As we reported on 29 July 2019, the Australian Competition and Consumer Commission (ACCC) has released its Digital Platforms Inquiry (DPI) Final Report. This is the second article in our series considering what the Final Report’s recommendations may mean for local and foreign businesses that deal with Australian consumers.
‘Digital platforms’ is a catch-all term for a wide variety of online businesses offering diverse services. Under the DPI terms of reference, the ACCC was directed to focus on search engines, social media and content aggregation platforms.
Many digital platforms operate under a distinct business model providing services to consumers for zero monetary cost in exchange for consumers’ attention and use of their data. The platforms then 'monetise' that data by selling targeted advertising, from which they typically earn the majority of their revenue.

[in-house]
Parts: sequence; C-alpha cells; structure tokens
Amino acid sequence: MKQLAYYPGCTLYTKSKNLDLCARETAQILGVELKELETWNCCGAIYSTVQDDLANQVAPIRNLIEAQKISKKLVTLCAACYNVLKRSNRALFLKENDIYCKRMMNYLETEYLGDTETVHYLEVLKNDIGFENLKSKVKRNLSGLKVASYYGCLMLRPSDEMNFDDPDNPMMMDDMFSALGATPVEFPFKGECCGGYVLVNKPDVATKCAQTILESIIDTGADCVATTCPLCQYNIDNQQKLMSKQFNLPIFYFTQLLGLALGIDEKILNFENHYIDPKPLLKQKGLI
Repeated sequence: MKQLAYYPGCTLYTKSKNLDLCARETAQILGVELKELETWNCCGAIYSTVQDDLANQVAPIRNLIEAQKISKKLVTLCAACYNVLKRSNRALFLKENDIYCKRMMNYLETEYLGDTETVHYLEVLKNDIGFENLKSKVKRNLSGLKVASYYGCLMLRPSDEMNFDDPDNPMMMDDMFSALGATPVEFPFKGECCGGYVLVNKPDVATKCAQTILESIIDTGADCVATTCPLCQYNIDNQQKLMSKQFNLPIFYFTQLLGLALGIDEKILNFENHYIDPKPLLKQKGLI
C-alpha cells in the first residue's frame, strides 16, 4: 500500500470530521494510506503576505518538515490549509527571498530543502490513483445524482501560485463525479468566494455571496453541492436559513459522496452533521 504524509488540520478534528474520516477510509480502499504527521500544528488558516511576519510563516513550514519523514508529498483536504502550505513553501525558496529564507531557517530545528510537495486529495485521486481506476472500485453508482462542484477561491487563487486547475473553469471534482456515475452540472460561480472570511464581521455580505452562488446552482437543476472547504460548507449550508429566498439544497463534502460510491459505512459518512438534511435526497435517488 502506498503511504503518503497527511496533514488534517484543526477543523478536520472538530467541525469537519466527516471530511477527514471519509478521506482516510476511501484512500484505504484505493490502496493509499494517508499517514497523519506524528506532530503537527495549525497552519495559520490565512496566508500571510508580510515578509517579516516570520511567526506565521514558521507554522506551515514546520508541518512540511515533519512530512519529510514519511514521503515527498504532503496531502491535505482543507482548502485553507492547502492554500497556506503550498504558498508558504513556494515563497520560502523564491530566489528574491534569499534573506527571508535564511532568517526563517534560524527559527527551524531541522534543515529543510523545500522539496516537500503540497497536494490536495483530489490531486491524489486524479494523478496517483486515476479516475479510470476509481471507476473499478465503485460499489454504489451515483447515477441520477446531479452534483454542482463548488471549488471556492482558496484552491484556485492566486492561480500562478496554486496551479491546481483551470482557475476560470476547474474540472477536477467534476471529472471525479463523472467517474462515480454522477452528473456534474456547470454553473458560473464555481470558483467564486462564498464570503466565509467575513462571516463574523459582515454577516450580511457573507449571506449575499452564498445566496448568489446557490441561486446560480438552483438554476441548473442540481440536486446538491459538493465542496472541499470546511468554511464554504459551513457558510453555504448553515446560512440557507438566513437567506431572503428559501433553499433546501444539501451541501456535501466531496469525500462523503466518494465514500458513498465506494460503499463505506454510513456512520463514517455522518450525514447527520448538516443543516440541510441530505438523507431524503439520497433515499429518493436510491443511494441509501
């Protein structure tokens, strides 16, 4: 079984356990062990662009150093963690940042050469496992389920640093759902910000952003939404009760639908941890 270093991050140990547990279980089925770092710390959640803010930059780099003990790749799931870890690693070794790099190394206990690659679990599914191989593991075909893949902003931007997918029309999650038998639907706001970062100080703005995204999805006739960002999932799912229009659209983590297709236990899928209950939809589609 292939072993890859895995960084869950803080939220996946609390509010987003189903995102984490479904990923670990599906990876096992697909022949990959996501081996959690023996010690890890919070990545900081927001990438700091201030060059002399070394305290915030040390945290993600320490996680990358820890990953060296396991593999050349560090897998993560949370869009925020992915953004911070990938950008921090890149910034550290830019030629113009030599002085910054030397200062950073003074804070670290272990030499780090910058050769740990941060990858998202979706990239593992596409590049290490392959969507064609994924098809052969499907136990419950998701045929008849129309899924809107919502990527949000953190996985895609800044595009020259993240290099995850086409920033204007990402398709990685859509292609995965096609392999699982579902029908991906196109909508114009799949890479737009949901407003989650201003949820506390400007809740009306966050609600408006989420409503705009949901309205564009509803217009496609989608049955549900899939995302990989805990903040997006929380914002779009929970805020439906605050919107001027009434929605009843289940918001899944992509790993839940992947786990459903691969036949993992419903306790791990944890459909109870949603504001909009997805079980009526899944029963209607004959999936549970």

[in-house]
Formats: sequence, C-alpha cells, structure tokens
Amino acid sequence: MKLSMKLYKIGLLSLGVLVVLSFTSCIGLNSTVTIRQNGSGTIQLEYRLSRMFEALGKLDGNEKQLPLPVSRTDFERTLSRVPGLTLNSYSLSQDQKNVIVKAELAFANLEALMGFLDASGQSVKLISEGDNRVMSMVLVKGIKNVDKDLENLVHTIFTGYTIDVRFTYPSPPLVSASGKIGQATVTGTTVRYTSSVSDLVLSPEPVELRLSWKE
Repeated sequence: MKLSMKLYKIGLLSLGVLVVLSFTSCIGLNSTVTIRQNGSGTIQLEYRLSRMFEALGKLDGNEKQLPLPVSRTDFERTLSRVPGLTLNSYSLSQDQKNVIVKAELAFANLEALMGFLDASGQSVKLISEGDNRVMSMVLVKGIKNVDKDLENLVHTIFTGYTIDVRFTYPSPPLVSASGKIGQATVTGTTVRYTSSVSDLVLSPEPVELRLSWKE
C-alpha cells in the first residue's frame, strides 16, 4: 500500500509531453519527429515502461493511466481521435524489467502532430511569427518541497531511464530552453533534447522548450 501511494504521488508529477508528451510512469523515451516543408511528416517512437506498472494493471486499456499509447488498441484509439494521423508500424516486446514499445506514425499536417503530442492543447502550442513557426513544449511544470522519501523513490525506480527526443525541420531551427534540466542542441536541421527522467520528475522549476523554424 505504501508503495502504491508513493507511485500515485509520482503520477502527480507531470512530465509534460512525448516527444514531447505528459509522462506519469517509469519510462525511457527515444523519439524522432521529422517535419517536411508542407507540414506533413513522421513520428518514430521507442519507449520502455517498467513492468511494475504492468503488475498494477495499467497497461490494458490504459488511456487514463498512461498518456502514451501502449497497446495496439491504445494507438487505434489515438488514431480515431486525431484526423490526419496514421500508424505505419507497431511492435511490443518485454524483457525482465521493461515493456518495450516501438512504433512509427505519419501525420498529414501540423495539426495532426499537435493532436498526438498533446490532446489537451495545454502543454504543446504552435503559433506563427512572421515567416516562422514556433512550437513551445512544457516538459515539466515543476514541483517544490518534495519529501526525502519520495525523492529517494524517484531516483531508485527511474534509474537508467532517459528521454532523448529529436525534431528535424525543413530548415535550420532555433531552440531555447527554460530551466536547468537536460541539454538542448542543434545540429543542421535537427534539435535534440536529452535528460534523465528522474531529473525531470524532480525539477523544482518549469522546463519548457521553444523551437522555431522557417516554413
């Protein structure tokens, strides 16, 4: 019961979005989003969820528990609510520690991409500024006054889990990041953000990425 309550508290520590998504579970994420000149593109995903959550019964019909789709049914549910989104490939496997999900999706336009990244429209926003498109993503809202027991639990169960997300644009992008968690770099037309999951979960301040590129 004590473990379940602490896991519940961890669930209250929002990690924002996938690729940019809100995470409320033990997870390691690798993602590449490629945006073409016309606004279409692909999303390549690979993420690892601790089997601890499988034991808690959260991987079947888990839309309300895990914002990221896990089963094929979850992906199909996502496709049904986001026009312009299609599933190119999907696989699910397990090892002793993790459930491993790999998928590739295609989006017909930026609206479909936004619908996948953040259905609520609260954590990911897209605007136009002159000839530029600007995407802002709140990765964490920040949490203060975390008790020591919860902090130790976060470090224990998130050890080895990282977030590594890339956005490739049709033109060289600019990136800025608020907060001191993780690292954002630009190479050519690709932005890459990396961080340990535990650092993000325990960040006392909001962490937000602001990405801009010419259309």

Despite the focus of the terms of reference on specific types of digital platforms, five of the six recommendations in the Final Report relating to data privacy are intended to apply ‘economy-wide’, and only one is targeted solely at digital platforms.
If all of these recommendations are implemented, the aspects that extend beyond what might be seen as current global best practice could add significantly to the compliance burden for foreign firms doing business in Australia.
We also see the potential for some unintended adverse outcomes for consumers.
The ACCC’s case for economy-wide reform
The Final Report states that the detriment suffered by consumers in their dealings with digital platforms:
“…may extend to the myriad of industries across the Australian economy that collect, use or disclose the user data of Australians. This is because information asymmetries, bargaining power imbalances, and behavioural biases identified in this chapter also characterise the data practices of many other businesses beyond digital platforms.” (page 449)
Coupled with the results of certain, relatively simplistic, consumer surveys, this ‘may extend’ way of thinking forms the basis for the recommended economy-wide reforms.
The ACCC has flagged financial institutions, telcos, retailers offering rewards schemes, airlines and media businesses as potentially having data practices with many of the same features as those of digital platforms.
ACCC concerns regarding current practices
The ACCC sets the scene for reform in the Final Report as follows: